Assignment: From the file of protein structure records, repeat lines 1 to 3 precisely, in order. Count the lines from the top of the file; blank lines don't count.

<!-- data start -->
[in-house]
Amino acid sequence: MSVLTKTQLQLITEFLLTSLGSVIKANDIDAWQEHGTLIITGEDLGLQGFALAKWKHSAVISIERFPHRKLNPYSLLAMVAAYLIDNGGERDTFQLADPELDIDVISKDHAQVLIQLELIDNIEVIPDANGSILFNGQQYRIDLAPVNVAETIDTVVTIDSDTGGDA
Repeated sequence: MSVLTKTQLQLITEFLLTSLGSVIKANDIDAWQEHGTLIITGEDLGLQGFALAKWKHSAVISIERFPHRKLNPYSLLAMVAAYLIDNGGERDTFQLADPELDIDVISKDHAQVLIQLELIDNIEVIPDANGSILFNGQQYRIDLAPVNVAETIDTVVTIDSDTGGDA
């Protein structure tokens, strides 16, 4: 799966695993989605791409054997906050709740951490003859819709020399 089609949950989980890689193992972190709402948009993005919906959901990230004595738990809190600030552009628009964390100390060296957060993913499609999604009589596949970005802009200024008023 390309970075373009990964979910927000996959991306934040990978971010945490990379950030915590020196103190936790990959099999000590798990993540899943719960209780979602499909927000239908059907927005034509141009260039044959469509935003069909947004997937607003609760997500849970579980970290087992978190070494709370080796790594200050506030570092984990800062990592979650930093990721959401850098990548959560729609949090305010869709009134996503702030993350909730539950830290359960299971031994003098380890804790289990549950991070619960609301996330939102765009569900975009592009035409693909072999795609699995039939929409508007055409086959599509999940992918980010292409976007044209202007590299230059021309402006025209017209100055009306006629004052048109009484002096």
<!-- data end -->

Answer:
[in-house]
Amino acid sequence: MSVLTKTQLQLITEFLLTSLGSVIKANDIDAWQEHGTLIITGEDLGLQGFALAKWKHSAVISIERFPHRKLNPYSLLAMVAAYLIDNGGERDTFQLADPELDIDVISKDHAQVLIQLELIDNIEVIPDANGSILFNGQQYRIDLAPVNVAETIDTVVTIDSDTGGDA
Repeated sequence: MSVLTKTQLQLITEFLLTSLGSVIKANDIDAWQEHGTLIITGEDLGLQGFALAKWKHSAVISIERFPHRKLNPYSLLAMVAAYLIDNGGERDTFQLADPELDIDVISKDHAQVLIQLELIDNIEVIPDANGSILFNGQQYRIDLAPVNVAETIDTVVTIDSDTGGDA